Toronto Street Cars
Nothing says “Toronto” to me as much as its iconic red street cars.
For several years, I rode the 504 King car every day on my way to and from work, but when I first moved to Toronto, it took me a while to figure out where and how I was expected to board the street cars. The only street cars I was familiar with were the trams in Amsterdam. In that city, there are raised concrete platforms along the tram tracks where you stand to wait for the tram.
Although some street-car stops in Toronto have platforms similar to those in Amsterdam, most stops are marked with a small sign attached to a light pole. The signs are easy to miss if you don’t know where to look. You wait on the sidewalk beneath the sign, just as you would wait for a bus at a bus stop. The street car pulls up, traffic in the lane between the street car and sidewalk stops, and you step out into the road to board the street car.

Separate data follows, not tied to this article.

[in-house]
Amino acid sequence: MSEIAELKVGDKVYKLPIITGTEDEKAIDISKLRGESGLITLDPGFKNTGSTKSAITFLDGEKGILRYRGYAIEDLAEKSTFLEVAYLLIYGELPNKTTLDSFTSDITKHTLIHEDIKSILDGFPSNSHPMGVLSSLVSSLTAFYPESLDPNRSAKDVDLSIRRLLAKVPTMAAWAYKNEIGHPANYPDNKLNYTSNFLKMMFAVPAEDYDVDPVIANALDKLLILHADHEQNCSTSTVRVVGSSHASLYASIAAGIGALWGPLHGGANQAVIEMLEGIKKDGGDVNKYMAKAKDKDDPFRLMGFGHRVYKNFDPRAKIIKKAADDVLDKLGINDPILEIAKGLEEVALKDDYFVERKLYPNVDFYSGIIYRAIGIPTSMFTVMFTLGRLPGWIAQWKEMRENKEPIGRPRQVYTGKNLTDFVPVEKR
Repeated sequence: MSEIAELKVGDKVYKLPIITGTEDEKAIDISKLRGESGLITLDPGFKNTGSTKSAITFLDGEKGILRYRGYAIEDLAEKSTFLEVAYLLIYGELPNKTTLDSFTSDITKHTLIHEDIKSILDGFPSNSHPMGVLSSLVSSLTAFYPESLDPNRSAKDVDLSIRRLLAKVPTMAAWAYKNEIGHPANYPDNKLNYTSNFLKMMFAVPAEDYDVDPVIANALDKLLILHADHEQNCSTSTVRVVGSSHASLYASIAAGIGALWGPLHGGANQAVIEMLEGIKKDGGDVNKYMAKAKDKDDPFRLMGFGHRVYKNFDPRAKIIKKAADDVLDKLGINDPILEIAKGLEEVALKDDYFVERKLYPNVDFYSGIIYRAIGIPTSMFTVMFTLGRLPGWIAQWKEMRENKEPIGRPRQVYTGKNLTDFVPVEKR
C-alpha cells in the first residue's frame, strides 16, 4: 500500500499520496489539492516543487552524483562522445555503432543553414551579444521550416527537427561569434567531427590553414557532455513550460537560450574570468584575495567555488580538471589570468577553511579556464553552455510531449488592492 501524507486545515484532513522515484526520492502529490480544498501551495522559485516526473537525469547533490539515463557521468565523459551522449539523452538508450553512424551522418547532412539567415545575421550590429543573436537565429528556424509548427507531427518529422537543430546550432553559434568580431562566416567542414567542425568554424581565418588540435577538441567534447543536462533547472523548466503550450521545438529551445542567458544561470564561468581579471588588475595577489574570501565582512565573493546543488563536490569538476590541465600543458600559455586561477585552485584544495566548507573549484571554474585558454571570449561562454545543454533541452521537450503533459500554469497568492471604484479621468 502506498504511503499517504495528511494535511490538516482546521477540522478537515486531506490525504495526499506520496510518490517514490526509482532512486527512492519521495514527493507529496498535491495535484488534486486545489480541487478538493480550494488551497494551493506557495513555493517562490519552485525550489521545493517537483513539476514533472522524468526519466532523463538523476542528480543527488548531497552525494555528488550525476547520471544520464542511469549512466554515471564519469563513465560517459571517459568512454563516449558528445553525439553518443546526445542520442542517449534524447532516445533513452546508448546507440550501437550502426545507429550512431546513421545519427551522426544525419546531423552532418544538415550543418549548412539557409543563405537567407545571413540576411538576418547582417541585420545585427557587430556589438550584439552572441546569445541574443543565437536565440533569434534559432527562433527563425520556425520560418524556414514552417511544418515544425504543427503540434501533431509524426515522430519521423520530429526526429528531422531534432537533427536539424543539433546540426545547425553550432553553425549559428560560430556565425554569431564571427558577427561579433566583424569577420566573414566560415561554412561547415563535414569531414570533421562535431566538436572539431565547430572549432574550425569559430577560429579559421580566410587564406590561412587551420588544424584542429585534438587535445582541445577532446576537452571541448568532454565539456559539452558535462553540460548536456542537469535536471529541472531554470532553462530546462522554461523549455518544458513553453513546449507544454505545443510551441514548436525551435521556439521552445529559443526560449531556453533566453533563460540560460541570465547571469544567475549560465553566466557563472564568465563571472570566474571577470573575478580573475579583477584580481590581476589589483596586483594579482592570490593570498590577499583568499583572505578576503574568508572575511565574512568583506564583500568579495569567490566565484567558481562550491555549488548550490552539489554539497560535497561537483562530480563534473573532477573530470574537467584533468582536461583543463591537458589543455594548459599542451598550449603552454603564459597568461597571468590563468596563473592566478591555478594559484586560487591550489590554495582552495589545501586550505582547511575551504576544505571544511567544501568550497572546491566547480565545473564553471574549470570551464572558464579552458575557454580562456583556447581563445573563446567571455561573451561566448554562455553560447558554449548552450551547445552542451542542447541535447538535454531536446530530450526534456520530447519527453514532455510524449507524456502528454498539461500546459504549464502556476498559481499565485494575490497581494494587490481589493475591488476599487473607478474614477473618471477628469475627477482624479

Street cars have been operating continuously in Toronto since 1861, and Toronto’s system is the largest in North America in terms of ridership, number of cars, and track length. Its eleven lines, most of which crisscross downtown and all of which connect with the subway, have a daily ridership of over a quarter of a million people.